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Consumer Price Indices Summary, December 2012

Released: 15 January 2013 Download PDF

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The headline rate of inflation remained unchanged for the third month in a row. The Consumer Prices Index (CPI) showed that prices increased by 2.7% in the year ending December 2012, this is the same annual rate as was seen the previous two months and continues the trend of, broadly, flat inflation that has been seen since Spring 2012.

Whilst inflation remained unchanged overall, there were some movements at the more detailed level. Utility bills provided the biggest upwards push on the figures with the anticipated price increases from a number of the utility companies entering the index this month. Counterbalancing this, transport costs (in particular air fares) pushed inflation back down, with the rise in the cost of flights in December only half of what they were a year ago, and fuel prices continuing to fall.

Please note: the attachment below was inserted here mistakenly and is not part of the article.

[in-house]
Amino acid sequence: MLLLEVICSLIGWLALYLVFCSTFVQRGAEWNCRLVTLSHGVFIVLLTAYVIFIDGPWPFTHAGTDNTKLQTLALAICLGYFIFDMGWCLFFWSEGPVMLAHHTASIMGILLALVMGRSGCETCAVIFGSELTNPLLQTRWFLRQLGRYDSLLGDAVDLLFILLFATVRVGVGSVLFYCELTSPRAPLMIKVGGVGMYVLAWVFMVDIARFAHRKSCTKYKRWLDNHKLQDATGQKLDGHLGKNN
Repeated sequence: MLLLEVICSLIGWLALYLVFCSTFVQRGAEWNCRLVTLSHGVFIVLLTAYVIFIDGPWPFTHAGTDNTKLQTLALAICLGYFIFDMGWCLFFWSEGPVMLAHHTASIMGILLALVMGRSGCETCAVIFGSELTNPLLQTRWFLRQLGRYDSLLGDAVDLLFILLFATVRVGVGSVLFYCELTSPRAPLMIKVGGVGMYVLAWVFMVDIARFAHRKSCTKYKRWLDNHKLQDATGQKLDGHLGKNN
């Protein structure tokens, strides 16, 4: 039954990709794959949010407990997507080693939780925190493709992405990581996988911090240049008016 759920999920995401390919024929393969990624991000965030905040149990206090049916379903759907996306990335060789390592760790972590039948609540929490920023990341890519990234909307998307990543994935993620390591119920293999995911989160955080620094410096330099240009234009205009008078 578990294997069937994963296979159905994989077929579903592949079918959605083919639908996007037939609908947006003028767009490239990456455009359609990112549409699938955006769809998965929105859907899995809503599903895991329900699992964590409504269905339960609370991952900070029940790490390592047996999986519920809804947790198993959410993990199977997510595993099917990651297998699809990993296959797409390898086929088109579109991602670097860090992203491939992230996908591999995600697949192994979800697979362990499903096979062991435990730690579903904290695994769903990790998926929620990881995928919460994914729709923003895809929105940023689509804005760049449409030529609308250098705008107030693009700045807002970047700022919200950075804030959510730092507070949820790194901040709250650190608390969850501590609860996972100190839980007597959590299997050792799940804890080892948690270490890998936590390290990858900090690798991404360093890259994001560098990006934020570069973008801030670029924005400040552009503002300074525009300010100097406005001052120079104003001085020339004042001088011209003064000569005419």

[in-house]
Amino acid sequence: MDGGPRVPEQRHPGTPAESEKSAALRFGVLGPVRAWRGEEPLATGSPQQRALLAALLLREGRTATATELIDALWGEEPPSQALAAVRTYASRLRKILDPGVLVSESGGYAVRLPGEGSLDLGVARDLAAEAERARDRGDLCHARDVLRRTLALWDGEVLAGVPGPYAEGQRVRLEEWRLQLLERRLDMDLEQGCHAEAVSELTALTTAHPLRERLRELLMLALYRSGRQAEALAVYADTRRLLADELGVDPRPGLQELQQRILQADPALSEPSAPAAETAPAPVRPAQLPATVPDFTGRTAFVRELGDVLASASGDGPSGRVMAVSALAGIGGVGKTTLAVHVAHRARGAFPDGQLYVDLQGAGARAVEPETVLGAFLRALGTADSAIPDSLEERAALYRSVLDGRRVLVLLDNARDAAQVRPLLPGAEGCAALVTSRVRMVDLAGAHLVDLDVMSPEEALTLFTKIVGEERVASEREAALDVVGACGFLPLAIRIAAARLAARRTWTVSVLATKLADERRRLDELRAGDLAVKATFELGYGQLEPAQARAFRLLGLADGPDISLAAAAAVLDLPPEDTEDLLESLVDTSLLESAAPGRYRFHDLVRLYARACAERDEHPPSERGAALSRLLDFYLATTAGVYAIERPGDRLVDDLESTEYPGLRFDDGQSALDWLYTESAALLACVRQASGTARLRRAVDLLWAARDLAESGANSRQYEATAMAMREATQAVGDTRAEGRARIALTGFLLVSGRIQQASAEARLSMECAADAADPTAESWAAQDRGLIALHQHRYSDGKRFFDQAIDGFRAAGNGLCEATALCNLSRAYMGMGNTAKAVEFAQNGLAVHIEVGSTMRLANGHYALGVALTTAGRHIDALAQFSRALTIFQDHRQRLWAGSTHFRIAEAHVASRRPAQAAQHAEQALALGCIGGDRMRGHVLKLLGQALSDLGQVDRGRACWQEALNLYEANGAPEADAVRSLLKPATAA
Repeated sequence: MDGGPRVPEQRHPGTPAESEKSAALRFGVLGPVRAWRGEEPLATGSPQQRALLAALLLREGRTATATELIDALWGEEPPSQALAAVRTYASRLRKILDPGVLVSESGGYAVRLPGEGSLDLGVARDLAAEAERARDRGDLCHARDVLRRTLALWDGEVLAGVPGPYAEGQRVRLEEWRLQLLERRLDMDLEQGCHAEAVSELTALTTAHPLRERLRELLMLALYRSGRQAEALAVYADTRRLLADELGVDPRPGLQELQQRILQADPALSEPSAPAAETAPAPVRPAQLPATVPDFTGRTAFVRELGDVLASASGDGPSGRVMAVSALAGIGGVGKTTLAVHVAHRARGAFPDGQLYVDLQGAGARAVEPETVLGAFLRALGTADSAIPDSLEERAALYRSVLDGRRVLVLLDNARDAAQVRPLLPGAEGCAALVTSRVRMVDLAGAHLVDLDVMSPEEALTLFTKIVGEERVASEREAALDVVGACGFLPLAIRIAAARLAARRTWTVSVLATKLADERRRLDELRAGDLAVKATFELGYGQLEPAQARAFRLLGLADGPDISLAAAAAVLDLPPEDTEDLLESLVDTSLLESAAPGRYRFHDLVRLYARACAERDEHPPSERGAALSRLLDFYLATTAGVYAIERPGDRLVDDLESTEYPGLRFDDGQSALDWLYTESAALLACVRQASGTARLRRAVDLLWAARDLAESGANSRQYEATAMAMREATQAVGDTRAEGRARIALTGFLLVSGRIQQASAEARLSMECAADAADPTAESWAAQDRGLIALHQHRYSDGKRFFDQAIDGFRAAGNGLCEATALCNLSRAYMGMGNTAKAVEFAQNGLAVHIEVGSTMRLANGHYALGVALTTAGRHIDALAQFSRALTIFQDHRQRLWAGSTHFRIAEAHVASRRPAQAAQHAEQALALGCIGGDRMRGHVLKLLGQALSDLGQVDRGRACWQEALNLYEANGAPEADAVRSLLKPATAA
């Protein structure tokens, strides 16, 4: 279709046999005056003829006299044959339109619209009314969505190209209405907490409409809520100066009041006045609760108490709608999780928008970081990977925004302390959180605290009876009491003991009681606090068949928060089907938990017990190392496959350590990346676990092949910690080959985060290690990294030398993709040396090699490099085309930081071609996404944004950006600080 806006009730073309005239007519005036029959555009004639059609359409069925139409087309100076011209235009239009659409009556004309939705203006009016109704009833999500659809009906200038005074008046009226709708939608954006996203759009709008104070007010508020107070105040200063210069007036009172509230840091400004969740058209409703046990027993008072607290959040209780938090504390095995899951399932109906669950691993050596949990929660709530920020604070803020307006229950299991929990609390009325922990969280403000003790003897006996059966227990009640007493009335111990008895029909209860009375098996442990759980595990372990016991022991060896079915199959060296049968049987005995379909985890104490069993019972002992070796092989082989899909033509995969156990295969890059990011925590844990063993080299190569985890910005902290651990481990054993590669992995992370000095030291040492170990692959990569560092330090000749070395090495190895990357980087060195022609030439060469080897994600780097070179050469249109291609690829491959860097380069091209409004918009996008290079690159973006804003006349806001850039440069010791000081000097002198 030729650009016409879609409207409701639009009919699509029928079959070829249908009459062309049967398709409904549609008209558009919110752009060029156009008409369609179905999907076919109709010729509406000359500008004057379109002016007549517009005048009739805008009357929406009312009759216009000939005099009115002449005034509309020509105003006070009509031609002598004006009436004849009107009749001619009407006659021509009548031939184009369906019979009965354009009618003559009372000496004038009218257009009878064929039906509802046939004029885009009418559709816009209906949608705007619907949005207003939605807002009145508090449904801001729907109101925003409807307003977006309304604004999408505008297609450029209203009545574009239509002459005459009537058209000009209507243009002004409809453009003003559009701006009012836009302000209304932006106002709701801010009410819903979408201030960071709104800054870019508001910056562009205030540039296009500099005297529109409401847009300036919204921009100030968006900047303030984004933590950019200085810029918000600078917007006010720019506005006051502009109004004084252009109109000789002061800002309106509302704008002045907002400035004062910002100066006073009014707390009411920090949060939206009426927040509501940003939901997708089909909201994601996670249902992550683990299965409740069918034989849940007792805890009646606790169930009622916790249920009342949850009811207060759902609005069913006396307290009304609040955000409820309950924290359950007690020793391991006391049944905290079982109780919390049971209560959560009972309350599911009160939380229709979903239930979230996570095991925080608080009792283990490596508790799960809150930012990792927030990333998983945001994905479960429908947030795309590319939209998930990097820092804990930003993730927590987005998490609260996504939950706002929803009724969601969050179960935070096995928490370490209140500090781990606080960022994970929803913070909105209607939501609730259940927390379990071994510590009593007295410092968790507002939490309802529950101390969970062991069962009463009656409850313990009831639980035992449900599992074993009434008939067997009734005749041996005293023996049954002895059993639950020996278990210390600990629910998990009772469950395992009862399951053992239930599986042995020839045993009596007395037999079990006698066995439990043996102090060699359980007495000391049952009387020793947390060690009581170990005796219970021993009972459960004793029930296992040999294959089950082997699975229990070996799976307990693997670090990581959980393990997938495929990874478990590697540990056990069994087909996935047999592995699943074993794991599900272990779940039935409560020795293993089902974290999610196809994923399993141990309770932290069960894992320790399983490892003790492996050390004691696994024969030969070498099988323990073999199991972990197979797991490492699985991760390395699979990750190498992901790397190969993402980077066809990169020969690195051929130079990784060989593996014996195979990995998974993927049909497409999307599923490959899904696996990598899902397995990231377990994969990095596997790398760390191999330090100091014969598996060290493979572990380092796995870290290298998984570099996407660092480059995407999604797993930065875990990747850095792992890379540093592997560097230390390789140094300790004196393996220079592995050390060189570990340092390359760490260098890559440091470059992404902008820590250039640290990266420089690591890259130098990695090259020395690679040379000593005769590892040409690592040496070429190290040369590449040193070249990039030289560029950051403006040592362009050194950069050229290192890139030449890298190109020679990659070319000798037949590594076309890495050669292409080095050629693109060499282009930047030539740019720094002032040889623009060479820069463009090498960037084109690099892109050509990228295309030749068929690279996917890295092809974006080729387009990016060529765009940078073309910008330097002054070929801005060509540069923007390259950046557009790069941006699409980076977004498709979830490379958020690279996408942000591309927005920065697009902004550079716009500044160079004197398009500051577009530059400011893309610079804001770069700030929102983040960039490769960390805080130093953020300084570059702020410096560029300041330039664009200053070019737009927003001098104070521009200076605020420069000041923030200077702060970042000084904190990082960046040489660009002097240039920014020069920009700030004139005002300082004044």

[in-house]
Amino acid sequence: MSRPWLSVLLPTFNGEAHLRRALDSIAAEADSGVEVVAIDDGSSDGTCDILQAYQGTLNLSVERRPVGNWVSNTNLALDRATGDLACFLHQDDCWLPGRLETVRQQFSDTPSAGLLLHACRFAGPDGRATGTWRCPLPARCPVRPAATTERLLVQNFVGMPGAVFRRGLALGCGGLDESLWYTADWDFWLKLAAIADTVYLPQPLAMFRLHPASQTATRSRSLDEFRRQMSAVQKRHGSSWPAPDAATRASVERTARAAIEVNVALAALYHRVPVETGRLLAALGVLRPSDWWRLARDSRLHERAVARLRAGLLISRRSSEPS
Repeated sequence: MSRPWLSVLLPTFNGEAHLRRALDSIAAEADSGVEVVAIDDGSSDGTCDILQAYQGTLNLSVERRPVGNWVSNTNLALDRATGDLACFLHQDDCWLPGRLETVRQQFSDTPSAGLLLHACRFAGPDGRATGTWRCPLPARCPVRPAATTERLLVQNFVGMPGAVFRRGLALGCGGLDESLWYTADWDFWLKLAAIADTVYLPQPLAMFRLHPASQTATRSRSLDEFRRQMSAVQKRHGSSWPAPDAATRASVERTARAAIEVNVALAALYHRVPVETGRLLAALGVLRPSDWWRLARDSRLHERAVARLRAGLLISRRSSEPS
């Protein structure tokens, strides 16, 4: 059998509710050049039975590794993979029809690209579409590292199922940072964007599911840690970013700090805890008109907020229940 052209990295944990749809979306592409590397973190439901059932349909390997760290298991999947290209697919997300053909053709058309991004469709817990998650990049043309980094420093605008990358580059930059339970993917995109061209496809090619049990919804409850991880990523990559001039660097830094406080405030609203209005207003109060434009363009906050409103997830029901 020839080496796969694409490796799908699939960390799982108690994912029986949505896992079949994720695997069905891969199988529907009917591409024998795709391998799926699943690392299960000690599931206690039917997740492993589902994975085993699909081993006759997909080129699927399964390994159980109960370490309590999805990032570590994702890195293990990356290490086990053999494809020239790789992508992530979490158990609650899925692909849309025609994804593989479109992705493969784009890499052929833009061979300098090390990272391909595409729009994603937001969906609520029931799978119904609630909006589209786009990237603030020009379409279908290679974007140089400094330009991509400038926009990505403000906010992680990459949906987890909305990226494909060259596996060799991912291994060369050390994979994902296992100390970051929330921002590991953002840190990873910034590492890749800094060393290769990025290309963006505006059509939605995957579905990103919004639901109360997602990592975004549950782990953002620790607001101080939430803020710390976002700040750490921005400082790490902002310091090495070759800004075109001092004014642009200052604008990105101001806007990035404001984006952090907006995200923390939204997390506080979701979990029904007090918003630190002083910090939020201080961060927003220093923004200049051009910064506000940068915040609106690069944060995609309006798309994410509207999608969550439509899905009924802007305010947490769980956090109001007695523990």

The long-running Retail Prices Index (RPI) – which includes some housing costs not included in the CPI and excludes expenditure by the richest and poorest - showed that prices increased by 3.1% in the year ending December – up from 3.0%. This difference was primarily due to mortgage interest payments and other housing costs which are excluded from the CPI.

Looking ahead, a new measure of consumer price inflation (which will initially be known as CPIH) including owner occupiers’ housing costs will be launched in March 2013. Additionally, a new RPI-based index using a geometric formulation (known as the Jevons formula) will also be launched in March. This index will be known as RPIJ.

Source: Office for National Statistics

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